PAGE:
The suicide problem

Avarice - The suicide problem

Photo by Jesus Solana

Agency power withdrawal.

Americans are increasingly enraptured with the right to die movement. Kevorkian did his time for assisting suicides, and we overwhelmingly think his actions were righteous. More recently, a brain cancer patient elected suicide after her wedding. That term, no fewer than a dozen of my students did tearful presentations on her case.

We are good at one thing here: fighting for our civil rights. Not quite so good at earning and keeping them, but great at fighting for them. Rights for non-hetero-conformity are proceeding quickly; the right to use marijuana; the right to die.

While death with dignity seems important, necessary, laudable, the right to suicide and assisted suicide might not be all upside.

If the urge to self-annihilate stems from feelings of helplessness and hopelessness, and if this is a logical, non-ill decision predicated on balancing time left, functionality, decline, and pain, then an unfortunate truth is that poverty must enter the equation, and much more strongly than we are comfortable with.

Rates of basically every illness correlate to poverty. Early detection and sophisticated treatment correlate to wealth and good insurance plans. Healthy lifestyles are much to do with money. Good food habits go with good food availability.

The next predictor of suicidality is feeling one is a burden on one’s family or friends. Feeling burdensome is also a product of poverty. Rich folk can afford—usually through good insurance—to pay someone to take care of them. Home health care, home hospice care, home aides all come with a price tag. For most folks, when we get sick (especially the sicknesses endemic to old age) it is the eldest daughter who cares for us. The other siblings say they will help out financially, and a few even follow through. The care derails the daughter’s life for a few years (sometimes more than a few years) and often engenders difficulty in family relations.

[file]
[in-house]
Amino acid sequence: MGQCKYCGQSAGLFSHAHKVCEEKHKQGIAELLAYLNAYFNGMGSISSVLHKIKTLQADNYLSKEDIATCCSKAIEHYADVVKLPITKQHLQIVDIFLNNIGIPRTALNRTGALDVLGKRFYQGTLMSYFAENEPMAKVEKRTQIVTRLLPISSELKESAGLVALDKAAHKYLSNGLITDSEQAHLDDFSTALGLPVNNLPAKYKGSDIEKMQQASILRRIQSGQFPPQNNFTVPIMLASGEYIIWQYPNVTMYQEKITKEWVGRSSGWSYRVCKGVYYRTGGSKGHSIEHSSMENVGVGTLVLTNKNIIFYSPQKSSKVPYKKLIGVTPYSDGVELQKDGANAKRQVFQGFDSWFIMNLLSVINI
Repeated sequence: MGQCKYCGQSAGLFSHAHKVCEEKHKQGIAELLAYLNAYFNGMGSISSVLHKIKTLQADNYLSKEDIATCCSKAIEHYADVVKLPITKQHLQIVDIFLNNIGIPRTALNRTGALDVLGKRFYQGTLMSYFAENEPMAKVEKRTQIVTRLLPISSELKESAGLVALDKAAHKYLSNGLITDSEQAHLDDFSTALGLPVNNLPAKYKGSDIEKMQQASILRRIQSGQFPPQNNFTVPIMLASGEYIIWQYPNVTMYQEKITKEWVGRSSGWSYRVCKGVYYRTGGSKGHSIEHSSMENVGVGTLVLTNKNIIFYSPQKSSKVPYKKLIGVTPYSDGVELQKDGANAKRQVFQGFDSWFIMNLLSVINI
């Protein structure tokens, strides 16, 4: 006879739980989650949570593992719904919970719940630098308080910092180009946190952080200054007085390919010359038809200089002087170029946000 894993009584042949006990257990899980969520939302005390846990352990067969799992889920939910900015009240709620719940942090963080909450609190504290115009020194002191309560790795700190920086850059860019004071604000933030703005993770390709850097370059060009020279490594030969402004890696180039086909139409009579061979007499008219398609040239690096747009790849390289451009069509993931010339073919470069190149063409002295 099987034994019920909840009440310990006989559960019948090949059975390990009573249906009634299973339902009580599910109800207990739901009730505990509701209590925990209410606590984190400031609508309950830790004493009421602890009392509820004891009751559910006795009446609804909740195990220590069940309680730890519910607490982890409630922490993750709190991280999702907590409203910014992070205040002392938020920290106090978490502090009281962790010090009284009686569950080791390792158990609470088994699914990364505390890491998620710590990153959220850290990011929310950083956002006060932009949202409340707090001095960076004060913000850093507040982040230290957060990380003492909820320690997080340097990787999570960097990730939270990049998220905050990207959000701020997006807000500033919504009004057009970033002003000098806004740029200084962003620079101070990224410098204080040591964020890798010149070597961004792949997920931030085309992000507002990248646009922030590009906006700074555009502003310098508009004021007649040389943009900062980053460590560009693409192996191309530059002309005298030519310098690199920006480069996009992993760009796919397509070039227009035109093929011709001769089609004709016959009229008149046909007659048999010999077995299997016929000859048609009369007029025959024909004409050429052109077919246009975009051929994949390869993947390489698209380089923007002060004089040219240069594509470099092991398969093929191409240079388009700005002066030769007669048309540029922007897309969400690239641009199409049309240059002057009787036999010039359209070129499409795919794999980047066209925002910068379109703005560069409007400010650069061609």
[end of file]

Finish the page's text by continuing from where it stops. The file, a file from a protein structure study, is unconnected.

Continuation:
The other predictors of suicide include pain tolerance and impulsivity. Those aren’t easy to link to relative wealth. Neither is maleness, with access to power tools and power killing tools, to a get-it-done attitude and the know-how to do it. Maleness is weakly linked to wealth but not strongly enough to make a strong assertion here.

But for the two strongest indicators of suicidality, health, and competence, wealth is strongly protective. In other words, when we advocate for the right to die, we need to be really careful we are advocating for agency and not simply for the disproportionate elimination of poor people. It is easy to imagine a Logan’s Run society that modifies socially acceptable euthanasia with the ability to buy extra years of life.

The right to die with dignity must, to my way of thinking, take a backseat to the right to live with it. Life with dignity should include a concern for the good health of the living. That means everybody gets access to the same quality food, air, facilities, and healthcare, and disparities in health are not created by relative wealth.

We live in a time and place with incredible wealth inequity. The rich few control not only the vast majority of material wealth but through that wealth, government, and even public opinion. One man gets to tell us what to think through Fox News. Most media outlets belong to a few rich men through shell corporations. When we vote against socialized medicine, we mouth the words and opinions handed to us by the rich people whose interest runs contrary to ours.

Another aspect of our unconcern for one another, our detachment, is the school shooting. Our mass murders are coming thick and fast in the modern age. While not a new phenomenon by any means, the rate at which mass murder events occur is accelerating. Three quarters of all humans who have ever lived are alive now; the figures for shootings are similar.

Suicide and homicide are clearly different phenomena. And nobody is likely to argue for the right to take lives. But the solution to these killings is the same as the solution to the need for physician-assisted suicide: lives of meaning that do not depend on power and privilege.

Mass shooters tend to have a few things in common. Much is made of the frequency with which shooters have interacted with mental health professionals and are given antidepressants. We can quickly leap to the conclusion that the drugs cause the homicide—but it is just as easy to assume they are a symptom rather than a problem.